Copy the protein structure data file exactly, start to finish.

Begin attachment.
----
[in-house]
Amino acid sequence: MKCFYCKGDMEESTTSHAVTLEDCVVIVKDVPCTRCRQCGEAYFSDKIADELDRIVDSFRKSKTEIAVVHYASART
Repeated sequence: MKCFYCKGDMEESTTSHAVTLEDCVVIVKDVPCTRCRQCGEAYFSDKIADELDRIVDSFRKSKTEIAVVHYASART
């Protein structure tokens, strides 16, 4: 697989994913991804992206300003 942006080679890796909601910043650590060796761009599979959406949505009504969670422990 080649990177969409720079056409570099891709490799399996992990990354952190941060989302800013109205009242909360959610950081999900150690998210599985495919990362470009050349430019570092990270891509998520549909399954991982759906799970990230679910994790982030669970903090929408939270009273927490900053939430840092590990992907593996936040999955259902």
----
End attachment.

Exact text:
[in-house]
Amino acid sequence: MKCFYCKGDMEESTTSHAVTLEDCVVIVKDVPCTRCRQCGEAYFSDKIADELDRIVDSFRKSKTEIAVVHYASART
Repeated sequence: MKCFYCKGDMEESTTSHAVTLEDCVVIVKDVPCTRCRQCGEAYFSDKIADELDRIVDSFRKSKTEIAVVHYASART
């Protein structure tokens, strides 16, 4: 697989994913991804992206300003 942006080679890796909601910043650590060796761009599979959406949505009504969670422990 080649990177969409720079056409570099891709490799399996992990990354952190941060989302800013109205009242909360959610950081999900150690998210599985495919990362470009050349430019570092990270891509998520549909399954991982759906799970990230679910994790982030669970903090929408939270009273927490900053939430840092590990992907593996936040999955259902």